Matz has repeatedly and explicitly expressed that he did not want Ruby to
have macros. That might have changed, but I believe he repeated it recently
at LoneStar RubyConf. I believe Matz has argued that macros are too complex
for the average programmer...

-- Yehuda

2009/2/23 Charles Oliver Nutter <charles.nutter / sun.com>

> James M. Lawrence wrote:
>
>> After looking at a few ruby_parser examples, in just 40 lines of code
>> I was able to write a transformer which allowed me to define the
>> seamless locals_to_hash I wanted.  This runs on 1.8, 1.9, and jruby --
>> anything which runs ruby_parser (and limited to syntax supported by
>> ruby_parser).
>>
>
> Very intriguing! I think the use of ruby_parser is probably the best part,
> since it will run anywhere.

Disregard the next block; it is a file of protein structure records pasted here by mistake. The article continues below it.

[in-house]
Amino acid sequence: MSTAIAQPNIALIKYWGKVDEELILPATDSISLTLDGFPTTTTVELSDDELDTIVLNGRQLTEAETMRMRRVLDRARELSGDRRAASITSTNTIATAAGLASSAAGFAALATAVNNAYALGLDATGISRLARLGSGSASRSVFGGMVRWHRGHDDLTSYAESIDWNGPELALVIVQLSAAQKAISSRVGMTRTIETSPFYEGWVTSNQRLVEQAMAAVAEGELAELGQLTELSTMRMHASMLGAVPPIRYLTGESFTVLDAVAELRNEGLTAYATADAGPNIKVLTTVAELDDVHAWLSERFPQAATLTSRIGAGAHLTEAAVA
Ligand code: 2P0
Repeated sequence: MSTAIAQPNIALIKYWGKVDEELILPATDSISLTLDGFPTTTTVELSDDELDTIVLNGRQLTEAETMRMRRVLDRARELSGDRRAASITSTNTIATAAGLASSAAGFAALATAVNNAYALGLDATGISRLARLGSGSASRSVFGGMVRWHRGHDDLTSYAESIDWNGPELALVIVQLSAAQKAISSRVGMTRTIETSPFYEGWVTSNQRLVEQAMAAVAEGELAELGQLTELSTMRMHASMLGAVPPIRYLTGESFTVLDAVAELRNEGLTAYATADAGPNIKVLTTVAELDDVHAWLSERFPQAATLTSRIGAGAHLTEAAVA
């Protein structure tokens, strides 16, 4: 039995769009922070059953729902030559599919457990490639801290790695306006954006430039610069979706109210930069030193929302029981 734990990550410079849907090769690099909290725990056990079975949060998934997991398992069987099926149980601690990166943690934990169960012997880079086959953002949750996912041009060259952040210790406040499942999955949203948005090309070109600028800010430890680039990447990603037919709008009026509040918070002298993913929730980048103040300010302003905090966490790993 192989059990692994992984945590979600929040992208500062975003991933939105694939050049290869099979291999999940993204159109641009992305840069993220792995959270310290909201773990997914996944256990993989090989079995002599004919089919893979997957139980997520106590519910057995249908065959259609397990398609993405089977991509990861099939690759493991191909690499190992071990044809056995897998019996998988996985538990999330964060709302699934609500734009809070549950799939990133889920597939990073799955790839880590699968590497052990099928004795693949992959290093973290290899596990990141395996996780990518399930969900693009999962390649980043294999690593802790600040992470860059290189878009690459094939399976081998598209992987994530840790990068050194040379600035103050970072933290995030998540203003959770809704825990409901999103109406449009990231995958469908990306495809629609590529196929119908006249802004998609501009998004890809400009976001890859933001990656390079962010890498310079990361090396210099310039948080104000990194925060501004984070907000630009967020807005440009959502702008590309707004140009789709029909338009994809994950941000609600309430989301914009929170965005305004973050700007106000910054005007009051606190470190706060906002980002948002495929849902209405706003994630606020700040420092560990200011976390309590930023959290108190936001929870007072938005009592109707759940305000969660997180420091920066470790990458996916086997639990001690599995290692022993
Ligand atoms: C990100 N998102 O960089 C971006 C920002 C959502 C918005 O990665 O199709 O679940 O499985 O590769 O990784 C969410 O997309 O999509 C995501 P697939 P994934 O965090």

>
> The lack of a formal macro system in Ruby seems more and more to be a
> serious gap. Most people end up using eval as a poor-man's macro.
> Unfortunately, even on the fastest implementations eval is too slow for
> critical code (and on some, it's even slower since there's a compile cycle
> involved in addition to parsing). Also, because it's parsed at runtime,
> you're unlikely to catch syntax errors early enough.
>
> A formal macro system, especially one built upon Ruby's own syntax and
> using a preprocessor, would make it possible to have a syntax-checked and
> fast macro implementations.
>
> I wonder if there might not be some affordance for a cleaner syntax that's
> not entirely "pure Ruby" but reduces some of the overhead imposed by Ruby
> syntax? ruby_parser itself may likely be the most hackable parser
> implementation, so building a better macro syntax on top of it shouldn't be
> difficult. And if it works out, perhaps there could be "fast macro
> preprocessing" eventually built into Ruby proper.
>
> - Charlie
>
>
>
>
>


-- 
Yehuda Katz
Developer | Engine Yard
(ph) 718.877.1325